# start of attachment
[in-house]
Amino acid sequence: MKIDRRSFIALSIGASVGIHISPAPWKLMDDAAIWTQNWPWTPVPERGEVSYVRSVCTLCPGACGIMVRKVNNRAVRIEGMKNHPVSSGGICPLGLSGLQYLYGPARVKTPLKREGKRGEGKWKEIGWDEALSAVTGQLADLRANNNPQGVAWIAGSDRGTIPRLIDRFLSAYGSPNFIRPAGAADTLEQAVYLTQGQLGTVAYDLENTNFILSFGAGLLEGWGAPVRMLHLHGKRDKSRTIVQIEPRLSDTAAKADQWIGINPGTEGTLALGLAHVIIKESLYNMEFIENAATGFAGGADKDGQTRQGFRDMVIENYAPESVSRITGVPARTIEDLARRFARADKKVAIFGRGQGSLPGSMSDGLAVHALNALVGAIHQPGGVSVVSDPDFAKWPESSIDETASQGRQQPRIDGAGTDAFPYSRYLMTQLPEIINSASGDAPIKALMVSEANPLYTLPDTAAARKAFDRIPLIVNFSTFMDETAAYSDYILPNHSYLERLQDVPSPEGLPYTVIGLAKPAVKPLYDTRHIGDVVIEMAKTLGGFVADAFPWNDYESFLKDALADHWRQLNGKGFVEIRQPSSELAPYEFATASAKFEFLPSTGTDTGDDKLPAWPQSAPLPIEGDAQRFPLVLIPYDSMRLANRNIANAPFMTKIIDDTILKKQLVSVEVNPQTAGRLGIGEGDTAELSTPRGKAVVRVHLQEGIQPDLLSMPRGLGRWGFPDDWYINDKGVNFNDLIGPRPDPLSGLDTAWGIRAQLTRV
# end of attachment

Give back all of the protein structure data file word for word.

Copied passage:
[in-house]
Amino acid sequence: MKIDRRSFIALSIGASVGIHISPAPWKLMDDAAIWTQNWPWTPVPERGEVSYVRSVCTLCPGACGIMVRKVNNRAVRIEGMKNHPVSSGGICPLGLSGLQYLYGPARVKTPLKREGKRGEGKWKEIGWDEALSAVTGQLADLRANNNPQGVAWIAGSDRGTIPRLIDRFLSAYGSPNFIRPAGAADTLEQAVYLTQGQLGTVAYDLENTNFILSFGAGLLEGWGAPVRMLHLHGKRDKSRTIVQIEPRLSDTAAKADQWIGINPGTEGTLALGLAHVIIKESLYNMEFIENAATGFAGGADKDGQTRQGFRDMVIENYAPESVSRITGVPARTIEDLARRFARADKKVAIFGRGQGSLPGSMSDGLAVHALNALVGAIHQPGGVSVVSDPDFAKWPESSIDETASQGRQQPRIDGAGTDAFPYSRYLMTQLPEIINSASGDAPIKALMVSEANPLYTLPDTAAARKAFDRIPLIVNFSTFMDETAAYSDYILPNHSYLERLQDVPSPEGLPYTVIGLAKPAVKPLYDTRHIGDVVIEMAKTLGGFVADAFPWNDYESFLKDALADHWRQLNGKGFVEIRQPSSELAPYEFATASAKFEFLPSTGTDTGDDKLPAWPQSAPLPIEGDAQRFPLVLIPYDSMRLANRNIANAPFMTKIIDDTILKKQLVSVEVNPQTAGRLGIGEGDTAELSTPRGKAVVRVHLQEGIQPDLLSMPRGLGRWGFPDDWYINDKGVNFNDLIGPRPDPLSGLDTAWGIRAQLTRV